WASHINGTON -- The FBI allowed its informants to break the law at least 5,939 times last year, a 5 percent jump from 2011, according to a newly disclosed document.
In a Jan. 14, 2013, letter to Justice Department officials, obtained by The Huffington Post through a Freedom of Information Act request, FBI officials disclosed that its 56 field offices authorized informants to break the law at least 5,939 times during the 2012 calendar year. USA Today reported earlier this year that the bureau allowed its informants to break the law 5,658 times in 2011.
The breakdown of how many crimes were authorized by each individual FBI field office were redacted from the 2012 report, which is known as the Otherwise Illegal Activity Report. The FBI's fellow federal law enforcement agencies -- the Drug Enforcement Administration and the Bureau of Alcohol, Tobacco, Firearms and Explosives -- do not track how often their sources commit crimes.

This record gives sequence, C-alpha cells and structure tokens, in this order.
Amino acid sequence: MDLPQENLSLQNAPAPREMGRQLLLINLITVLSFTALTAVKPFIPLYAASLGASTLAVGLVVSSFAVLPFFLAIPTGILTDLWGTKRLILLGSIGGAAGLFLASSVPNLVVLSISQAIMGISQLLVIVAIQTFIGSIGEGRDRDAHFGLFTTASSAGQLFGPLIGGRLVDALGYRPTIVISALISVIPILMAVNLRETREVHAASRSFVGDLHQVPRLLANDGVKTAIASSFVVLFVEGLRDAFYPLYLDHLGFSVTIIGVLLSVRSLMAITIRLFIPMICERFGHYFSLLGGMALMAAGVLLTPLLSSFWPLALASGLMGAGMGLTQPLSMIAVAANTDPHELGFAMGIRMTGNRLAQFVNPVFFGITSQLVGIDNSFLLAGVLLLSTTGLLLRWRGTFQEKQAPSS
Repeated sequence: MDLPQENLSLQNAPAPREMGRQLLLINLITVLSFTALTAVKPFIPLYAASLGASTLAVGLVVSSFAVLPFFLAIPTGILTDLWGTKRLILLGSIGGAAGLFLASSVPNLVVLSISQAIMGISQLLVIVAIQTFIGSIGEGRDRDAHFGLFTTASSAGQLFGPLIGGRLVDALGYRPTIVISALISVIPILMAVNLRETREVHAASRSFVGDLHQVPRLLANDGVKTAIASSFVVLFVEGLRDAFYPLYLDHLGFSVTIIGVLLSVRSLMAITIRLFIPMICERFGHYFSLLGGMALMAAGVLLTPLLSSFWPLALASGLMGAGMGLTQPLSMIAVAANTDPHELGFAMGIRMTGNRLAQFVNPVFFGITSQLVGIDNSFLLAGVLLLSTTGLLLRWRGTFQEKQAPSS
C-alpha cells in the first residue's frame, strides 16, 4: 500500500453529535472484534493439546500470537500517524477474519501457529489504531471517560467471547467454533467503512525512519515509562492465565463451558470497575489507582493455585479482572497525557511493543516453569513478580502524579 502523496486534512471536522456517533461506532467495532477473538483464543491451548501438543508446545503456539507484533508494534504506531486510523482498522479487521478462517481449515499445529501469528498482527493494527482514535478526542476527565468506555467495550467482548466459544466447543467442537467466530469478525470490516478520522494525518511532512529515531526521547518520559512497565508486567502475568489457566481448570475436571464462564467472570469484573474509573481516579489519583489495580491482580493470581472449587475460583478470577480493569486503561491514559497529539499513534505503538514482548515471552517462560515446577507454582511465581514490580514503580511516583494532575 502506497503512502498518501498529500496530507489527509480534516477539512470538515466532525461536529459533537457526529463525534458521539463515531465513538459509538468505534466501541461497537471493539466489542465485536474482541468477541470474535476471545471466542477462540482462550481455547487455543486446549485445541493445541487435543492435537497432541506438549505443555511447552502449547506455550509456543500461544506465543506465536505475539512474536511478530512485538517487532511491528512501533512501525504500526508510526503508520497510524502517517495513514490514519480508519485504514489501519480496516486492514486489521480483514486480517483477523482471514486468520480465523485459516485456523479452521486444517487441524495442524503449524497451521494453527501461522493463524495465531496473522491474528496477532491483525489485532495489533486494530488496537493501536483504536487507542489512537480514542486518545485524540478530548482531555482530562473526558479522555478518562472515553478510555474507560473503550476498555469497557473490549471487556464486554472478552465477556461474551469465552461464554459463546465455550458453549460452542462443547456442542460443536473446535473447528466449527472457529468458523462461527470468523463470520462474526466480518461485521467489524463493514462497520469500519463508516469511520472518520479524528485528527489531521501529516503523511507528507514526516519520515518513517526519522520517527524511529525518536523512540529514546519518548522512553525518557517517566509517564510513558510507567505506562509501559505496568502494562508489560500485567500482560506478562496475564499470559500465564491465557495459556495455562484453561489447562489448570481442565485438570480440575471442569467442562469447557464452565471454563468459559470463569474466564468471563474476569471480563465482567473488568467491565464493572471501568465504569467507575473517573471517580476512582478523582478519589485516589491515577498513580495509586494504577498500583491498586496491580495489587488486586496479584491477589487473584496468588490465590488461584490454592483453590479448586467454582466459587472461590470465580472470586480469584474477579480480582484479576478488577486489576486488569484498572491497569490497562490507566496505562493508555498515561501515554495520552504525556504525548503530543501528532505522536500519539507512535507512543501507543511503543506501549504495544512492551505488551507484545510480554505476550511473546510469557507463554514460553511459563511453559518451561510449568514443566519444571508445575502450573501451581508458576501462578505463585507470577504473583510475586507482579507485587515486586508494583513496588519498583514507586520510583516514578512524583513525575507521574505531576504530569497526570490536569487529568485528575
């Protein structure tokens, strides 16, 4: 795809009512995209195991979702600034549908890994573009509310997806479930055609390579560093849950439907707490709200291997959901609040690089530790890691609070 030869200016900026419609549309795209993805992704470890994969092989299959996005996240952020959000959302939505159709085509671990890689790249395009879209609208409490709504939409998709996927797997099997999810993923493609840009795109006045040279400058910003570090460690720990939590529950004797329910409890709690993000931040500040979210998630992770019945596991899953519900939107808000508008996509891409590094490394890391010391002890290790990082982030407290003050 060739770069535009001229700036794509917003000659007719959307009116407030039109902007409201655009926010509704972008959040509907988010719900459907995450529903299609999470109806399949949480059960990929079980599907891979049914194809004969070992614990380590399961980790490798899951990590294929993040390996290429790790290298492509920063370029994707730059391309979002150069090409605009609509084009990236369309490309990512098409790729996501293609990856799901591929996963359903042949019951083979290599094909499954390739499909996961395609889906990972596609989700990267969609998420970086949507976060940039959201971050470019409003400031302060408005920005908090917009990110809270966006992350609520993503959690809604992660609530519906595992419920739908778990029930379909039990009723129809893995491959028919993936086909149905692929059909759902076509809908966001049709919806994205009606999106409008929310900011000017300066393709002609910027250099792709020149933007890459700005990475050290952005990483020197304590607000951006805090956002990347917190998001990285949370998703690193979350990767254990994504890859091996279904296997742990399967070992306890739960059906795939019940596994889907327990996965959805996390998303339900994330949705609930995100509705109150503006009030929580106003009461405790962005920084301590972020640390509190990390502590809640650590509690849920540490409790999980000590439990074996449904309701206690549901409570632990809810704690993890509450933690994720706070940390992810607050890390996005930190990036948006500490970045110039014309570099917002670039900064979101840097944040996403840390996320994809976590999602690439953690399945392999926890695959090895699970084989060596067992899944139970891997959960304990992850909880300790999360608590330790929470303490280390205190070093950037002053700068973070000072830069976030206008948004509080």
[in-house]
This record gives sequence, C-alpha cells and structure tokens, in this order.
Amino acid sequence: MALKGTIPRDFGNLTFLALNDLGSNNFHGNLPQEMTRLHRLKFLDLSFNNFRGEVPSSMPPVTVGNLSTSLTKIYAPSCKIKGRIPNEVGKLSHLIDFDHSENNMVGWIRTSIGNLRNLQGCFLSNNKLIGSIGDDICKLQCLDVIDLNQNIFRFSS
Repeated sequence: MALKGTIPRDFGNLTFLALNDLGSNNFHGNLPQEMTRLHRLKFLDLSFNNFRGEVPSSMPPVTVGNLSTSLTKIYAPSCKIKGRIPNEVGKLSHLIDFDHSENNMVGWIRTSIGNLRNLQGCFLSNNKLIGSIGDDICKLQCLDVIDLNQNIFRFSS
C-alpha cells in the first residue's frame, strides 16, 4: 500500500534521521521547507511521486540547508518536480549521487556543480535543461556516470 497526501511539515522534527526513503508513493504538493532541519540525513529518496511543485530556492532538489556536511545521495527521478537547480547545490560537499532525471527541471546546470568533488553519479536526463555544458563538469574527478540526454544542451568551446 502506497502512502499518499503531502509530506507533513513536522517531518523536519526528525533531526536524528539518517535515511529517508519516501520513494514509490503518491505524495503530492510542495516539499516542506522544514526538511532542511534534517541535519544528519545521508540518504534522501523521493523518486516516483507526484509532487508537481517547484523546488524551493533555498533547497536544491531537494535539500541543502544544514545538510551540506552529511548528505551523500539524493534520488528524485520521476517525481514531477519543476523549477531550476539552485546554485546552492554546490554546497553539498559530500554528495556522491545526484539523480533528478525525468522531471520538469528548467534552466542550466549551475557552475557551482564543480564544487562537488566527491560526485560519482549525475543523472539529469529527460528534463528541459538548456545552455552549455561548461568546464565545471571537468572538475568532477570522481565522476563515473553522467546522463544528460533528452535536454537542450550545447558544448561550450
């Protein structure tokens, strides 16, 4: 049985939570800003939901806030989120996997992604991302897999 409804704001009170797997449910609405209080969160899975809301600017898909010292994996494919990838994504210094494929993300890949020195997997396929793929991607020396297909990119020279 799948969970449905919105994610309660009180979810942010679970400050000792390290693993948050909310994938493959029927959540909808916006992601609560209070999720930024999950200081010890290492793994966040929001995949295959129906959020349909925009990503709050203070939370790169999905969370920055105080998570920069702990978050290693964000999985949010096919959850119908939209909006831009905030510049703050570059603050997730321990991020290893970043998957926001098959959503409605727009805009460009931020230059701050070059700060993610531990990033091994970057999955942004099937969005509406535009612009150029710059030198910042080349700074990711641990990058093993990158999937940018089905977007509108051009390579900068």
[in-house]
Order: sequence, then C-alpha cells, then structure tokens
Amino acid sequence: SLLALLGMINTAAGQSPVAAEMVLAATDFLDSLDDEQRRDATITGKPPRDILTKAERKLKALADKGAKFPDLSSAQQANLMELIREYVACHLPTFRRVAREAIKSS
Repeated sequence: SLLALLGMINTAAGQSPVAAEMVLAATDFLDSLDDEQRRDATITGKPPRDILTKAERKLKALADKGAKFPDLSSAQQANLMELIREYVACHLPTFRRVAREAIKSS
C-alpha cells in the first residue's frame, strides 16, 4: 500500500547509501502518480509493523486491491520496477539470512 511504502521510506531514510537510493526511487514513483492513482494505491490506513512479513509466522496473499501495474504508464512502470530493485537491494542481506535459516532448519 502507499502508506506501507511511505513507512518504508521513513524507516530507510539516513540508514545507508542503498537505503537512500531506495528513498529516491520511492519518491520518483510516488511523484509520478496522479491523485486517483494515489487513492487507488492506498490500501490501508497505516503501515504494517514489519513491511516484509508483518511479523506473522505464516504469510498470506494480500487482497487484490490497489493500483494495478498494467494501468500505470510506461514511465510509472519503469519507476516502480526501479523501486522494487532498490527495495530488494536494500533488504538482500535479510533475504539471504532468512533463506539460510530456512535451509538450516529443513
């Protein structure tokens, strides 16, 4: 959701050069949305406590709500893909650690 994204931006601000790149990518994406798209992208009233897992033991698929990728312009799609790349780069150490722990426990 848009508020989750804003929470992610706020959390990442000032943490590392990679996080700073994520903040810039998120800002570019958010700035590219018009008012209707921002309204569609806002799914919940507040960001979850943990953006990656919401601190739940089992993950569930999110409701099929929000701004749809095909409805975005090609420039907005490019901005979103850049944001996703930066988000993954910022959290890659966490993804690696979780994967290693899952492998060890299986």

As USA Today explained in its earlier report, DOJ ordered the FBI to track crimes by informants over a decade ago, after it became public that the Boston field office allowed mob boss James "Whitey" Bulger to continue to operate his crime ring because he was providing information to the bureau.
"It sounds like a lot, but you have to keep it in context," former top FBI official Shawn Henry told the newspaper. "This is not done in a vacuum. It's not done randomly. It's not taken lightly."